Mon, Jan 16, 2006 - Page 4 News List

Pakistani groups livid over CIA `attack'

BAD FUTURE The Pakistani president is maintaining a cautious line warning against help for militants, but his government protested over the deaths of local civilians


Pakistani tribal villager Ahmedullah on Saturday shows a page of a Quran allegedly damaged by CIA airstrikes near the Afghanistan border in Damadola, Pakistan, that killed at least 17 people on Friday.


Chanting "Death to America," angry anti-US Islamic groups staged nationwide protests yesterday against a purported CIA airstrike that Pakistan says killed innocent civilians instead of the apparent target -- top al-Qaeda lieutenant Ayman al-Zawahri.

Pakistani President Pervez Musharraf meanwhile, warned his countrymen not to harbor militants, saying it would only increase violence within Pakistan's borders.

"If we kept sheltering foreign terrorists here ... our future will not be good," Musharraf said in speech broadcast yesterday by state-run Pakistan Television. "Remember what I say."

Musharraf, who spoke on Saturday to a gathering in the northwestern town of Sawabi, did not directly mention Friday's attack that killed at least 17 people, including women and children, in a village of Damadola, just a few kilometers from the Afghanistan border.

But his government has protested to the US Embassy in Pakistan amid growing frustration over a recent series of suspected US attacks along the frontier, apparently aimed at Islamic militants.

Yesterday, about 10,000 people rallied in Karachi, Pakistan's biggest city, many chanting "Death to American Aggression" and "Stop bombing innocent people."

Hundreds of riot police, wielding batons and shields, were deployed in the streets, but the rally ended after an hour with no reports of clashes or violence.

Ghafoor Ahmed, a leader in the coalition of anti-US Islamic groups that organized yesterday's nationwide rallies, told demonstrators in Karachi that Musharraf must step down.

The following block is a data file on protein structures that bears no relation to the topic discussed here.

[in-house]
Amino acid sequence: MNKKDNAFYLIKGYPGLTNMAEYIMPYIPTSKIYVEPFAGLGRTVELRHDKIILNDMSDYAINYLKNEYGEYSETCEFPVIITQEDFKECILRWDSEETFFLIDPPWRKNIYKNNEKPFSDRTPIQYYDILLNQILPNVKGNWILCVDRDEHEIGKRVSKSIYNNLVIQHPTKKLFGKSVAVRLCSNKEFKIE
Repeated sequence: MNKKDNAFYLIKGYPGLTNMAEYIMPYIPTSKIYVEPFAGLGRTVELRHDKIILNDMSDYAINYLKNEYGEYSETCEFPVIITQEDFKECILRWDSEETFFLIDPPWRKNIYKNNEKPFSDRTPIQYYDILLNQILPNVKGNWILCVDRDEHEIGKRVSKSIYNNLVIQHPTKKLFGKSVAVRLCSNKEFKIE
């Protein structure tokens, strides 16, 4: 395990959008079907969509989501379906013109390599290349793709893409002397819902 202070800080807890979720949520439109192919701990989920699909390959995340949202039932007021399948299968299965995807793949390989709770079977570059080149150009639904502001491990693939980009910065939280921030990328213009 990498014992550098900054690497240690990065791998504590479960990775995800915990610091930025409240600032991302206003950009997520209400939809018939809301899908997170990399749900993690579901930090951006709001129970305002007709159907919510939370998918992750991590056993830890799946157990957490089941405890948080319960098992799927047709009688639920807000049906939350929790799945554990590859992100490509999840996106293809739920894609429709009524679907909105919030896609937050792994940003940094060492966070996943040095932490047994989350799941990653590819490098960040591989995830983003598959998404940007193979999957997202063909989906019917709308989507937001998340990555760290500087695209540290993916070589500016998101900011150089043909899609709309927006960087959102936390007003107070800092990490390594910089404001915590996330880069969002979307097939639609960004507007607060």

"The army cannot defend the country under in his leadership," he said.

Hundreds more rallied in the capital, Islamabad, and in Lahore, Multan, Peshawar and elsewhere, burning US flags and demanding the withdrawal of US troops from Afghanistan.

On Saturday, about 8,000 tribesmen staged a rally in the town of Inayat Qala, and a mob set fire to the office of a US-backed aid agency in a nearby village.

Survivors in Damadola denied militants were in their hamlet, but some news reports quoted unidentified Pakistani officials as saying up to 11 extremists were believed among the dead.

A senior intelligence official said yesterday that 12 bodies had been taken away, seven of them foreigners, five of them Pakistani militants from eastern Punjab Province.

He said the bodies were reclaimed by other militants, but another Pakistani official said on Saturday some were taken away for DNA tests to determine their identity.

Their claims could not be independently verified.

In Washington, counterterrorism officials declined to comment on US media reports that CIA-operated drone aircraft fired missiles Friday at a residential compound in Damadola trying to hit al-Zawahri, Osama bin Laden's top lieutenant.

A large number of al-Qaeda and Taliban combatants, including al-Zawahri and bin Laden are believed to have sought refuge along the rugged, porous and ill-defined border.

Two senior Pakistani security officials confirmed that al-Zawahri was the intended victim and said Pakistan's assessment was that the CIA acted on incorrect information.

A news report yesterday said the mission was launched on intelligence that al-Zawahri had been invited to dinner that night in one of three houses leveled by the attack. Also invited were two clerics, Maulvi Faqir Mohammad and Maulvi Liaqat, both wanted for harboring militants, Pakistan's Dawn newspaper reported, citing unidentified senior officials.

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